By Alix Hui
View more articles in:
I crashed a wedding last weekend.Â I mean, it was totally on accident but thereâ€™s no denying that it happened.Â My dear friend Max was due to wed the woman of his dreams (as a former Spanish literature major he fell for the cheesiest pickup line ever â€“ â€śSo whatâ€™s your favorite Spanish verb conjugation?â€ť) at the Seattle Zoo at 7 pm sharp.
I of course show up at the gates all of two minutes before 7 and fall in behind a pack of people wearing coats and ties to the Zoo.Â Since I know that I will only know a handful of individuals at this wedding, I decide that I should make some friends.Â I ended up talking to an elderly couple that was friends with the brideâ€™s family in Southern California.Â So far all of this makes sense.Â They ask me for stories about the groom back when we were in college together and I tell them all sorts of embellished tales of debauchery.Â We stroll by the wolf enclosure and take pictures together by the bear pen.
The open bar was serving drinks and waiters were already sidling up to people with offers of appetizers.Â This seemed a little out of order to me but not something I would put past Max.Â If anyone was going to get married with friends standing around with glasses of microbrew, it was Max.Â So I cruise around, sip on a drink, accept offers of caprese sticks and a tiny bowl of watermelon soup.Â A wonderful little bowl of watermelon soup.Â Around this time I begin to look for my seating assignment (because my arms are too full of coat, purse, present, food and drink to actually consume said food and drink).
My name is nowhere to be found.Â My heart sinks.Â How did Max forget about me?Â I had just spoken to him on the phone that morning.Â And then the paranoia sets in.Â Why are all these people eyeing me?Â And why do they all have bad highlight jobs?Â It occurred to me about now that nobody here looks anything like the outdoorsy/gradschoolish/rock-climber/ultra-marathoner friends that I know Max and his bride hang out with.Â I return to the seat assignment table and cannot find the names of the three other people I know are attending the wedding.
How many events can there be afterhours at the Zoo?Â Well, son, Iâ€™ll tell you: at least seven.Â I glance guiltily at what turns out to be the Bixby/Carnahan rehearsal dinner and dash off past the bears and the wolves to the front gates to be redirected to Maxâ€™s wedding out by the animatronic dinosaurs.Â I arrive for the last lines of a Robert Frost poem and the vows.Â The animals celebrate.Â Whew.
What follows is a recipe for my stab at the watermelon soup served at the Bixby/Carnahan rehearsal dinner (congrats to the happy couple!), perfect food for the wrathful gods of July.Â Itâ€™s cooling and light but substantial enough for an evening meal.Â Unlike tomato gazpacho, the watermelon provides the structure rather than bread so, other than the olive oil, this soup is pure fruit and vegetable, ALL of which are locally in season right now.Â The recipe below has many tildas because even watermelon soup is still soup and therefore an inexact science.Â Throw in however much or little of the ingredients you have, no reason to be shy.Â It will taste great, I promise.Â My wise friend Sol, one of the best cooks in town, explained to me once that the key to good gazpacho is to allow each ingredient maintain its separate texture.Â So while you want to puree the bulk of the soup, hold off and dice a handful of each of the main ingredients.Â They function like chocolate chips in your cookie.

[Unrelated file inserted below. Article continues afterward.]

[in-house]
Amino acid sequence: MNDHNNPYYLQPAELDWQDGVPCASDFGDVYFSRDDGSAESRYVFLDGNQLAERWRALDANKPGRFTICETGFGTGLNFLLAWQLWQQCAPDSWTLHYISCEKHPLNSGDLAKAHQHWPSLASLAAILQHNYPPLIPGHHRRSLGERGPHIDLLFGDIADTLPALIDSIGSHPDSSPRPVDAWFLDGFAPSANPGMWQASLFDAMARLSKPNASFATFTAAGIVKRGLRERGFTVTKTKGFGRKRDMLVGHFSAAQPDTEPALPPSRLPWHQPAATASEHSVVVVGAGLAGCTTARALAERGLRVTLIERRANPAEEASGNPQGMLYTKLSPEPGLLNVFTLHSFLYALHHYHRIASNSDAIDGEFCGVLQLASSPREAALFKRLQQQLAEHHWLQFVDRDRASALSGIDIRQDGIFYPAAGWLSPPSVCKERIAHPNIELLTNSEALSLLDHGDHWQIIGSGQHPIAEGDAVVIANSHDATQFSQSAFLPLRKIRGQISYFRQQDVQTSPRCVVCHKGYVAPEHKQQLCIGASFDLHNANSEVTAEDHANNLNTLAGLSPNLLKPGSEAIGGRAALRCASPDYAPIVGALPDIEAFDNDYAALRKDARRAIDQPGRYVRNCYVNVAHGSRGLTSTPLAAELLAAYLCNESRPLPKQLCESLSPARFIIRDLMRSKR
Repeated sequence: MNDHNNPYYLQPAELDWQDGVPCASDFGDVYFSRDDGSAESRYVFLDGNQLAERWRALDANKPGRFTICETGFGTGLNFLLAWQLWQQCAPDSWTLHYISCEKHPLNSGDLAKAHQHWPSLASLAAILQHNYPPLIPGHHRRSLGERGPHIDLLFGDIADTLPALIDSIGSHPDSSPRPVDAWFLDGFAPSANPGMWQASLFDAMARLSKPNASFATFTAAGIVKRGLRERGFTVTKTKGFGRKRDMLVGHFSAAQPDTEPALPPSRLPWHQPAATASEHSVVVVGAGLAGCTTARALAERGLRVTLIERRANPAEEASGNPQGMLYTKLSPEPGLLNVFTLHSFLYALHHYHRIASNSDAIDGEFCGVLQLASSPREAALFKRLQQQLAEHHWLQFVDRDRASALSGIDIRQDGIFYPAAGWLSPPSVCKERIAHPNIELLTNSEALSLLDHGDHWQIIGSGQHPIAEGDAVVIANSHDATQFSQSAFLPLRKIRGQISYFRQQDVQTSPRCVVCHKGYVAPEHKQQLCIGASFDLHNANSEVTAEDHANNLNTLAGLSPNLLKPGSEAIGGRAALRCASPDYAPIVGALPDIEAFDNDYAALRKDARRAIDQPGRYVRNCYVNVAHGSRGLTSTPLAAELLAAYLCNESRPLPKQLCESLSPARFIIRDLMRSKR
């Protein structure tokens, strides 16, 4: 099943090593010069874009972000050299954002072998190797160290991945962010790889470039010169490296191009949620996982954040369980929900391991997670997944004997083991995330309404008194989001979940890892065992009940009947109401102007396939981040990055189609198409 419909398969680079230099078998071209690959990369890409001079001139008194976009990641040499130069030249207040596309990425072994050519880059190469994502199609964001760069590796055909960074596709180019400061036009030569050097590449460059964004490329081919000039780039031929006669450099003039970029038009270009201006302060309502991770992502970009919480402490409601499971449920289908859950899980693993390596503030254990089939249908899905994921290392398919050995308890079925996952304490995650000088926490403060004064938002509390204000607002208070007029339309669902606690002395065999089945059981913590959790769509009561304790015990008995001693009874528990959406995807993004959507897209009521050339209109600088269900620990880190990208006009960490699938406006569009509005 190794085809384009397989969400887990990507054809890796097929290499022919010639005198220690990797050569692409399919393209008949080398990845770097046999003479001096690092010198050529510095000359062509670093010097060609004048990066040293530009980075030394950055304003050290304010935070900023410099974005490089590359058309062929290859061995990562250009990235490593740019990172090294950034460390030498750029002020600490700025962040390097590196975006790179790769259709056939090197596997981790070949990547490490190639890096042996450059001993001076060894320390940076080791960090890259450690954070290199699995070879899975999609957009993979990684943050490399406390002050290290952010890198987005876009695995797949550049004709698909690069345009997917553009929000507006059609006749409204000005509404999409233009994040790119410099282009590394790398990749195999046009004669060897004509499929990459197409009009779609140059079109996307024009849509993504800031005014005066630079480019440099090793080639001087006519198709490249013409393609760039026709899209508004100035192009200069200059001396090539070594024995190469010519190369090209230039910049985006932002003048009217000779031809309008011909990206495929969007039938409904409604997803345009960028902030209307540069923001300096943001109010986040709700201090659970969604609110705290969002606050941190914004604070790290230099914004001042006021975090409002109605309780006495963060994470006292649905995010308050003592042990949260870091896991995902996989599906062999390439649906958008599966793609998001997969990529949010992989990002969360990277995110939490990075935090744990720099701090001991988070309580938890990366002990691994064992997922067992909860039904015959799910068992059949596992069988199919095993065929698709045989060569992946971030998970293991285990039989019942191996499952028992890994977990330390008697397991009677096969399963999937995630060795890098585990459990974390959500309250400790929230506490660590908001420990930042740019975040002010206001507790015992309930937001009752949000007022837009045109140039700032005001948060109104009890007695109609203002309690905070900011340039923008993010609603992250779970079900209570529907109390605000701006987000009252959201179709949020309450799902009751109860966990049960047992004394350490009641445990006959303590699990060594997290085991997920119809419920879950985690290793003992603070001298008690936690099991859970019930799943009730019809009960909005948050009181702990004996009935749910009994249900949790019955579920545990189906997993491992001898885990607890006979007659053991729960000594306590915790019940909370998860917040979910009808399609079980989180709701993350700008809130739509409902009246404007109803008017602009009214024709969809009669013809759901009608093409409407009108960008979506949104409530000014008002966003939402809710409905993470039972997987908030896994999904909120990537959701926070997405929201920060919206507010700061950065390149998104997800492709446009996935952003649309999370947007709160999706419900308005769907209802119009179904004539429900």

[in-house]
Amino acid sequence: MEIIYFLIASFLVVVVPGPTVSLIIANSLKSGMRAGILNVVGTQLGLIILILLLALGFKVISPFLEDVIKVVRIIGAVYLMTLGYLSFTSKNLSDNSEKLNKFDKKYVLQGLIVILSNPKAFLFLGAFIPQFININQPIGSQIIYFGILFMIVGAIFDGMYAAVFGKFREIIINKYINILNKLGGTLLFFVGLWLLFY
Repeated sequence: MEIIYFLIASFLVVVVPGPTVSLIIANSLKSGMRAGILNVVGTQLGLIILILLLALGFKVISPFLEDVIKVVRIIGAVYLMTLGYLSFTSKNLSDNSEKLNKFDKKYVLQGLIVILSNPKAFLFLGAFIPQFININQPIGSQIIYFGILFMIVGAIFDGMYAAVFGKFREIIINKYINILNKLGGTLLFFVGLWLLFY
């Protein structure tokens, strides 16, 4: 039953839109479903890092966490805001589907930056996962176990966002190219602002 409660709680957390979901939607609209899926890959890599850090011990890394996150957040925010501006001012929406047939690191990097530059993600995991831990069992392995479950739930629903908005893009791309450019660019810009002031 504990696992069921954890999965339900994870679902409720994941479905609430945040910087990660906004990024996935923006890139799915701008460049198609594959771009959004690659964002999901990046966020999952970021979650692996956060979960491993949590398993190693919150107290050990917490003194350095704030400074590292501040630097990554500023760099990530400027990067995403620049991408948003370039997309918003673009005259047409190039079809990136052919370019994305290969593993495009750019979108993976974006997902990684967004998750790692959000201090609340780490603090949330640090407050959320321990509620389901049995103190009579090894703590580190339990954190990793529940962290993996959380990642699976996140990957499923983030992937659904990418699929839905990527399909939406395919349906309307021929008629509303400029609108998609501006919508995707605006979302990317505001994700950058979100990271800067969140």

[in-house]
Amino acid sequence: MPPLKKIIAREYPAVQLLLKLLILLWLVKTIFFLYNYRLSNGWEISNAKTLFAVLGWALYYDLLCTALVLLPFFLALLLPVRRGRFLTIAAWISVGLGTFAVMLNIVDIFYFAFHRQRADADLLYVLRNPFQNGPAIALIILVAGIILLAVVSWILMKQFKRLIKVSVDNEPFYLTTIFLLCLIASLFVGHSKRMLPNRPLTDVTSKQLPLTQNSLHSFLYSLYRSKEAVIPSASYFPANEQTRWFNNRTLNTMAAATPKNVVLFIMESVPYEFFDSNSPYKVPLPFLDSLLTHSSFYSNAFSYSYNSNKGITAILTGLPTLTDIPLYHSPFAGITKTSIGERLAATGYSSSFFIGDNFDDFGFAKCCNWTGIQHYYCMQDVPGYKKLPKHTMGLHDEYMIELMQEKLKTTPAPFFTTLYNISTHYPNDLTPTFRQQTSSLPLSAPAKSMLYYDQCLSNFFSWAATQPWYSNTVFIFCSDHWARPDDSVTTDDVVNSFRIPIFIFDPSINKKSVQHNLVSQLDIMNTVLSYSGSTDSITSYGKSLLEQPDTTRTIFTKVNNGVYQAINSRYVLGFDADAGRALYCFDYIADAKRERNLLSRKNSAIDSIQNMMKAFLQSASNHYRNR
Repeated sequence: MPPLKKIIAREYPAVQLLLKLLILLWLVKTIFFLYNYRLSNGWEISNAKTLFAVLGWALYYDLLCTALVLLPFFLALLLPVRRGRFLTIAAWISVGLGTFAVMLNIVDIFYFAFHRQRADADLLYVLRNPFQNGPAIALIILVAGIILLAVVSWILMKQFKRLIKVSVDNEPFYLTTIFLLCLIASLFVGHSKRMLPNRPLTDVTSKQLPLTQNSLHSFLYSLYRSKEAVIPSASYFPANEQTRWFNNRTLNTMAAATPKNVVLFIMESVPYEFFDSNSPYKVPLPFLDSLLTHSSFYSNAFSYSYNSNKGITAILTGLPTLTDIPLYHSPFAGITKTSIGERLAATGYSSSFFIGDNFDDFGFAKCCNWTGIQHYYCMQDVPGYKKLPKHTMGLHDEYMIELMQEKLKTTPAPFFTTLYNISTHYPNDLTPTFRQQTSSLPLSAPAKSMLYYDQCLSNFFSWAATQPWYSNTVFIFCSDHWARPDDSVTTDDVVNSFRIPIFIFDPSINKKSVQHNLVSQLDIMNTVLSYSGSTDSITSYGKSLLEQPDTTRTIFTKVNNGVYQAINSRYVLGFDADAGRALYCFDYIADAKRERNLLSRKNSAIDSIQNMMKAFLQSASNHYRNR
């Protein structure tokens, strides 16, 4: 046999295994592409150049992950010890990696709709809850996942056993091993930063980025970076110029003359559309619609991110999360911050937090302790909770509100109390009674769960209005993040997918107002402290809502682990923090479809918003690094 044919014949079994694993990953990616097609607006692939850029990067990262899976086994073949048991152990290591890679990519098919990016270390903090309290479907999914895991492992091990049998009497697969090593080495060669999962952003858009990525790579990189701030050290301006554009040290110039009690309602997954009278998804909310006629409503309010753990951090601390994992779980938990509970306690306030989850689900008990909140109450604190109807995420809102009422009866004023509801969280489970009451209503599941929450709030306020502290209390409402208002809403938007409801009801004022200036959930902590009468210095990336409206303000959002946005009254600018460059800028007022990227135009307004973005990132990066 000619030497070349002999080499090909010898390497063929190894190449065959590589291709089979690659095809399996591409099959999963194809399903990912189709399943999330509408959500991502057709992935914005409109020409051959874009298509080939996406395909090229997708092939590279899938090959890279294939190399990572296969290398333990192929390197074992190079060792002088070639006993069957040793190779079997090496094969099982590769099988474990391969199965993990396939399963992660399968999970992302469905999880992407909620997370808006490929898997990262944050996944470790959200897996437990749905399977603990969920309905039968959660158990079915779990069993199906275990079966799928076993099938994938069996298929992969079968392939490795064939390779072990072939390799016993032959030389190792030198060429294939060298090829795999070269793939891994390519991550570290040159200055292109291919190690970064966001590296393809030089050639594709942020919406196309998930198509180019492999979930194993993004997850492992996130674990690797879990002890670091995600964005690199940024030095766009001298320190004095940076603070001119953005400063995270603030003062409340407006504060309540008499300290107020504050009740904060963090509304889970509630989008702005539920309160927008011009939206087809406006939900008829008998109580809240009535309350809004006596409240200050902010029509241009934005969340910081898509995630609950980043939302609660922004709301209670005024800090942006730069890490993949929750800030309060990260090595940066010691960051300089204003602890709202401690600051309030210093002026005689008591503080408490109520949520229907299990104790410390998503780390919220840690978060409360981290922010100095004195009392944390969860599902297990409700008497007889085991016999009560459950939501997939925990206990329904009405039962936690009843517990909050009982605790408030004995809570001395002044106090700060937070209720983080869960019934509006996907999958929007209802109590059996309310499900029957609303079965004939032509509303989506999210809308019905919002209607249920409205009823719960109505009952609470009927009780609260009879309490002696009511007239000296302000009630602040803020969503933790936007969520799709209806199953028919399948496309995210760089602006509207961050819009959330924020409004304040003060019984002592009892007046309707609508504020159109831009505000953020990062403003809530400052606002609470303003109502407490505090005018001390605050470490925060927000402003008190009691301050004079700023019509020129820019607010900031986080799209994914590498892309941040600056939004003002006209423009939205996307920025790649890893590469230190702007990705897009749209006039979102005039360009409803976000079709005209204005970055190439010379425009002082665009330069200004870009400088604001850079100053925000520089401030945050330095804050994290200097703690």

Watermelon Gazpacho (for weddings and everyday)
4-6 regular servings or up to a dozen aperitifs
Time: 1 hour, 25 minutes active
1 habanero chile, preferably red (optional)
~ 4 cups seedless watermelon (about 1Â˝ lbs), 2 cups diced and 2 cups roughly chopped
1 large garlic clove, mashed
~ 2 lbs tomatoes, cored, seeded and peeled if you have the patience for it (drop whole into boiling water for about 30 seconds and then run under cold water, then peel), 1 cup diced, the rest roughly chopped
~2 lbs cucumbers, peeled and seeded, 1 cup diced, the rest roughly chopped
2 Tablespoons extra virgin olive oil, plus more for drizzling
ÂĽ cup sherry vinegar or rice wine vinegar
~2 Â Tablespoons fresh lemon juice, to taste
~ Â˝ cup chopped celery
2 radishes, minced
salt and pepper
If youâ€™re going with the spicy version, roast the habanero chile either over a gas flame or under a broiler, turning regularly, until charred all over.Â Place in a bowl with a plate on top of it for five minutes and then use a paper towel to rub off the skin.Â Remove the stem and seeds.Â Blanch your tomatoes and peel, core, and seed them.Â Save whatever juices you can.
Place the roughly chopped watermelon, garlic, and habanero chili if youâ€™re using it, in a blender or food processer and puree, several seconds.Â Add the roughly chopped tomatoes, cucumber, and celery and puree again though not so long as to completely pulpify (a word no?) the celery.Â You want some texture.Â Place all of this in a bowl.Â Stir in the diced watermelon, tomatoes, and most but not all of the cucumber as well the sherry vinegar, 1 Tablespoon of olive oil, and salt to taste.Â Refrigerate for at least 30 minutes.Â This soup can actually be prepared up to a day ahead and will last an additional day or so.Â When serving, garnish with the radishes and remaining cucumber and a drizzle of olive oil.
Alix Hui is an Assistant Professor of History at Mississippi State University.Â She can be contacted at firstname.lastname@example.org.